Friday, 20 May 2016

Inverting Ansibe execution flow. The Pull Mode

In most cases,  where I've seen Ansible being implemented to automate ops taks is using the Push mode. On this approach, playbooks start running from a given host where Ansible is set. The Ansible host is gonna interpret the tasks and apply   "pushing" them to all target hosts through SSH.
What is maybe unnoticed when start playing with It, is the fact that the same results can be achieved by using a totally different flow, the Pull Mode.

There isn't much about It on the official documentation, but the idea is pretty simple.Instead of pushing playbooks to  the target hosts, using pull mode you can make target host "pull" them from a given repository.  By doing this, there is no need to have a single machine playing the ansible-host role, in this scenario, this responsibility is spread on the machines on the datacenter..
There is nothing special in order to get It running.Both, Pull and Push will be available after following the installing steps available here.
Lets say I want to deploy the application I build here using the Pull mode in all my cluster machines. After having Ansible properly installed  on the target hosts, the following command should be raised:

This command will connect on Github and download the entire repository locally. After doing this, Ansible will look for a file named as Local.yml. This file should contains all tasks, or a reference to the ones who have them in order to perform  a playbook.
An interesting approach is to make the target hosts pull the remote repository times to times. By doing this, changes will be applied on all target machines asynchronously and in background as soon they are available on the repository.That could be quite interesting when talking about provision hundreds or thousands of machines. This mode will scale much better than the Push mode. This can be achieved by just setting a cron job.  and calling a script that encapsulates the pull command described before, like this:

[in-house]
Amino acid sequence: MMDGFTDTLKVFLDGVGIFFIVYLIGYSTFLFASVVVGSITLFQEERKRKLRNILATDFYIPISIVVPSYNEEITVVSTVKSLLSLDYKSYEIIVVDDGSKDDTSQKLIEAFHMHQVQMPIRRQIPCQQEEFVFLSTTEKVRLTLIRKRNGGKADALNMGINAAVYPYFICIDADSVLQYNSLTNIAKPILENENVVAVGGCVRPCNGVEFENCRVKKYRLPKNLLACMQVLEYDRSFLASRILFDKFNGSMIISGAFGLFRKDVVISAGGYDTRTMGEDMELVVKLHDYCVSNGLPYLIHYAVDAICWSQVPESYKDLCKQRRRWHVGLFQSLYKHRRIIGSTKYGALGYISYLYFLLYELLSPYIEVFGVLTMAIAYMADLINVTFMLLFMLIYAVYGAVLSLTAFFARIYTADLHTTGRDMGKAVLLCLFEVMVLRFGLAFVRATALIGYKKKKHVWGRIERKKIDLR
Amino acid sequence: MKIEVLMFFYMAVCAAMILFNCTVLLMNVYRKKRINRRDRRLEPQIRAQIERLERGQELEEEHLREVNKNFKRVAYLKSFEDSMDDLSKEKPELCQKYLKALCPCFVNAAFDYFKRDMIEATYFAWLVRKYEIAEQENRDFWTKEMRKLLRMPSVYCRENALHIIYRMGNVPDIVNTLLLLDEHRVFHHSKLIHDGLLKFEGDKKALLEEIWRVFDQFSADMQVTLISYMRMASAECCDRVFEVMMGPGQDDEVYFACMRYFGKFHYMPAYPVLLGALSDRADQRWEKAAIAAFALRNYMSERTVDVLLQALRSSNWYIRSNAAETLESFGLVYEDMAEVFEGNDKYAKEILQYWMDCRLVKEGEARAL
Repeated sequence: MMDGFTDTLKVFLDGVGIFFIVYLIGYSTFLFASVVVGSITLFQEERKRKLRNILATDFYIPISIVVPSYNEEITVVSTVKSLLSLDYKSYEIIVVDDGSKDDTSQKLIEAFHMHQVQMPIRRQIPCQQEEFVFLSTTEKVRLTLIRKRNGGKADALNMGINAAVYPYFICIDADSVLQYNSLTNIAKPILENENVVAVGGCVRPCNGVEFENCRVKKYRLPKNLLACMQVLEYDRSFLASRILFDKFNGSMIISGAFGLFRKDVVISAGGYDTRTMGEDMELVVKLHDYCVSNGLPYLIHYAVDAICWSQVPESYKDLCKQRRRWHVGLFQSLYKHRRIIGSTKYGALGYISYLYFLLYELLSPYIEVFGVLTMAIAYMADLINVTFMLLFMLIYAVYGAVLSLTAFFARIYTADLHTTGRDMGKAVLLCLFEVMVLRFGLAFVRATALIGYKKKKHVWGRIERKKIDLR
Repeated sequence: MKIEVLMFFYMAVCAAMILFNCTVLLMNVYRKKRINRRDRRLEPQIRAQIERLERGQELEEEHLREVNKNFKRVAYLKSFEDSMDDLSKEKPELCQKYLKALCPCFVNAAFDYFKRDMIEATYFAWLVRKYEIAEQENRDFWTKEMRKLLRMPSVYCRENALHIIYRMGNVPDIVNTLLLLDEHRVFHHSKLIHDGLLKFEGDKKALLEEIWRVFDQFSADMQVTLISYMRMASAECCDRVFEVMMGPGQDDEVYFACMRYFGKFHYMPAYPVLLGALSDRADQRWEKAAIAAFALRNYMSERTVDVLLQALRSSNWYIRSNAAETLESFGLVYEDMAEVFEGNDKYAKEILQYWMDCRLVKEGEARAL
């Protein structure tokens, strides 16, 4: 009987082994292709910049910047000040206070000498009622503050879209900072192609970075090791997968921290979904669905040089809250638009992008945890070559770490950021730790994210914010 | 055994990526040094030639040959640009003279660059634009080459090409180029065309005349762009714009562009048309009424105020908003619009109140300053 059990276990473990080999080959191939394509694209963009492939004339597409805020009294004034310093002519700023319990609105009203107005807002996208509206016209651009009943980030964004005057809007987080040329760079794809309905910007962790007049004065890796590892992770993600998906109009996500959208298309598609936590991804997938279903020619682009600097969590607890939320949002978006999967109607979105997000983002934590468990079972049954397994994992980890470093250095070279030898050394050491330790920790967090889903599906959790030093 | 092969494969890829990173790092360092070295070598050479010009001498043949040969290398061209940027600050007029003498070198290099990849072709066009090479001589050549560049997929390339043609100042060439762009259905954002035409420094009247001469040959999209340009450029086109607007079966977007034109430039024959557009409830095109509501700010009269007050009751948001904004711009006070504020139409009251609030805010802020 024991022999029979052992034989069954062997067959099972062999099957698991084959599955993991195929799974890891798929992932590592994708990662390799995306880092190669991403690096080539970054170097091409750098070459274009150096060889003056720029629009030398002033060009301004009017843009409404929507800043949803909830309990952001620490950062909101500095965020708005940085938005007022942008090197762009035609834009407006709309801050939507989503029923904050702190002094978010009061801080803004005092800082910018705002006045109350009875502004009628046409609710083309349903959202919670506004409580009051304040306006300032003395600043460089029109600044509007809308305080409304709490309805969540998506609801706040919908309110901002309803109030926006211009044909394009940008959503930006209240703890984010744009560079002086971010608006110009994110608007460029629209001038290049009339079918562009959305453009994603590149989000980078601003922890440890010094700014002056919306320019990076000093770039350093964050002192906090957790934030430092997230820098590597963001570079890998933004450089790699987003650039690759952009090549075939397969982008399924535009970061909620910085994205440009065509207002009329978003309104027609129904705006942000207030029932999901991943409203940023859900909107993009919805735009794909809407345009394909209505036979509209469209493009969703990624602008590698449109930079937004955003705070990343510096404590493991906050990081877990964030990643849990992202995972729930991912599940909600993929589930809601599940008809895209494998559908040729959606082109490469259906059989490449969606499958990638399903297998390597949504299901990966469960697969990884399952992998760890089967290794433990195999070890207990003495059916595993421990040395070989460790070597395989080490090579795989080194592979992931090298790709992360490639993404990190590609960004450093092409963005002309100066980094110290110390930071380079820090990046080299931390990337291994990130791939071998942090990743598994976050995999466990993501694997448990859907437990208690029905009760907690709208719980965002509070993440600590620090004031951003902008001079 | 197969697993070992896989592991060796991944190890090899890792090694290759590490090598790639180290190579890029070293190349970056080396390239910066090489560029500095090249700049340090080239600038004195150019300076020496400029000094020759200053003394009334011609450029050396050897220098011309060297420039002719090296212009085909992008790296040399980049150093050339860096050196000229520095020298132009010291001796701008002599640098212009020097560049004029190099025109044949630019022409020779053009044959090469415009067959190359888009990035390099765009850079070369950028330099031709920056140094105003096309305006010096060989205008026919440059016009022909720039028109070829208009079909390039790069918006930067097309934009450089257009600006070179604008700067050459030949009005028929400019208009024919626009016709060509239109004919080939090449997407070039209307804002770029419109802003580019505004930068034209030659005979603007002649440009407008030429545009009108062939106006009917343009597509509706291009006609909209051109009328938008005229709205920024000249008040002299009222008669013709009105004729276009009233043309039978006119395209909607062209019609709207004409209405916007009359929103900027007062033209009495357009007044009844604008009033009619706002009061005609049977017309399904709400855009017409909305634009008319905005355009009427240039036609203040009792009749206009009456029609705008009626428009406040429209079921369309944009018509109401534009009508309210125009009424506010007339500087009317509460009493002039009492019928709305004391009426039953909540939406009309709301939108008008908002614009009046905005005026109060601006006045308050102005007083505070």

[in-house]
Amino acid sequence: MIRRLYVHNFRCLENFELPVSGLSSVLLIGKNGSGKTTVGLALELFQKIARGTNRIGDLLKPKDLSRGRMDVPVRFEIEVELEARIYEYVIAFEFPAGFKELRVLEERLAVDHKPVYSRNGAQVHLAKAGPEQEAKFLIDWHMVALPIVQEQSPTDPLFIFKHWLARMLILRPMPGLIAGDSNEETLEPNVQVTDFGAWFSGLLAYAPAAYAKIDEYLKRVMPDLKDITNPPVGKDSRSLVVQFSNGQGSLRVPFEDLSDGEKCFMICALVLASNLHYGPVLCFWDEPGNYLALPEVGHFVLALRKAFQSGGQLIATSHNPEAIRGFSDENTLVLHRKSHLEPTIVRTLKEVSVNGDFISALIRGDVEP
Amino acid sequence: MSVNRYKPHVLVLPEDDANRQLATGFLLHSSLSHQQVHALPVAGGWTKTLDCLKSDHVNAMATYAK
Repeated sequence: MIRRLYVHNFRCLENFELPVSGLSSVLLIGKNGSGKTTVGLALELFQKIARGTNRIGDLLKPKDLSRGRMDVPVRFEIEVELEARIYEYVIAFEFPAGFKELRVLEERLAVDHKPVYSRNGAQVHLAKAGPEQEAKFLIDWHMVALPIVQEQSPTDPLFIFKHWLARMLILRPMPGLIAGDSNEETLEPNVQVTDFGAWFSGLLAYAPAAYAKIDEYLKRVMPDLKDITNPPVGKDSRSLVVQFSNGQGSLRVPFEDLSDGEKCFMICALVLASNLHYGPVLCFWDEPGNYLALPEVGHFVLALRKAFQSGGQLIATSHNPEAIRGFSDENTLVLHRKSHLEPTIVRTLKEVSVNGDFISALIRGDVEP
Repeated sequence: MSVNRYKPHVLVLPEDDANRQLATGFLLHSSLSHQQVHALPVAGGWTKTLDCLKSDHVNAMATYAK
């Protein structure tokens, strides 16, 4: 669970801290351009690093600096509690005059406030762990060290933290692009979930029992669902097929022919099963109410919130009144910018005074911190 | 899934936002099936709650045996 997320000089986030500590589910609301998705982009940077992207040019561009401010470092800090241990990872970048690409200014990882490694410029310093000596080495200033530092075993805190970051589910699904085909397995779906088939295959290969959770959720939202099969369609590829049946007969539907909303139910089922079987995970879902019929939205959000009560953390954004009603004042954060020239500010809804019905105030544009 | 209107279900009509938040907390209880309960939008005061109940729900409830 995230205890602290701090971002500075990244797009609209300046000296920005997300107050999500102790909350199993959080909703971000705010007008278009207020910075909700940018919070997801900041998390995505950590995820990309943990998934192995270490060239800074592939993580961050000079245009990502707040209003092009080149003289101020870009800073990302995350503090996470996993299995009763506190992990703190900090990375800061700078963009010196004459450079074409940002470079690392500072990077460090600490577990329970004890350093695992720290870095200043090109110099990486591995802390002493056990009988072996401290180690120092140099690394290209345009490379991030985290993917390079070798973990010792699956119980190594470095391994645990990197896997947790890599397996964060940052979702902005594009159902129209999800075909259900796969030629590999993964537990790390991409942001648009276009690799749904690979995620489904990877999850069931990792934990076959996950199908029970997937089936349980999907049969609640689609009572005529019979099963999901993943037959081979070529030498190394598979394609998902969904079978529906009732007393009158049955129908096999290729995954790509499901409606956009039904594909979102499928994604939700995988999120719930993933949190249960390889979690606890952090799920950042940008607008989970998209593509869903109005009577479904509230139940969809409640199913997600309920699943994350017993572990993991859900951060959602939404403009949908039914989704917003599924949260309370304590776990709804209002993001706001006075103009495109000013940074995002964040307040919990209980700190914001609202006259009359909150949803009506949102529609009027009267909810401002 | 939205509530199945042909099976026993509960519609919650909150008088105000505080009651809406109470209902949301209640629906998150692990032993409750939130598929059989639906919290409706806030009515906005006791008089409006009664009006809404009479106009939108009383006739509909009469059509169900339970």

The Pull mode can be useful also to  change application configuration more dynamically. By using tags, I can update the log4j config as soon they hit the remote repository:

As we can see, there are a range of scenarios where the Pull mode can be useful. BTW, It could be a bit more flexible by letting the user specify which playbook to run (It only look or a file named as Local.yml, something different  than that is gonna produce an error).  Users need also be careful when sending code to repository when using this feature. Code badly written can break an entire datacenter without you notice.


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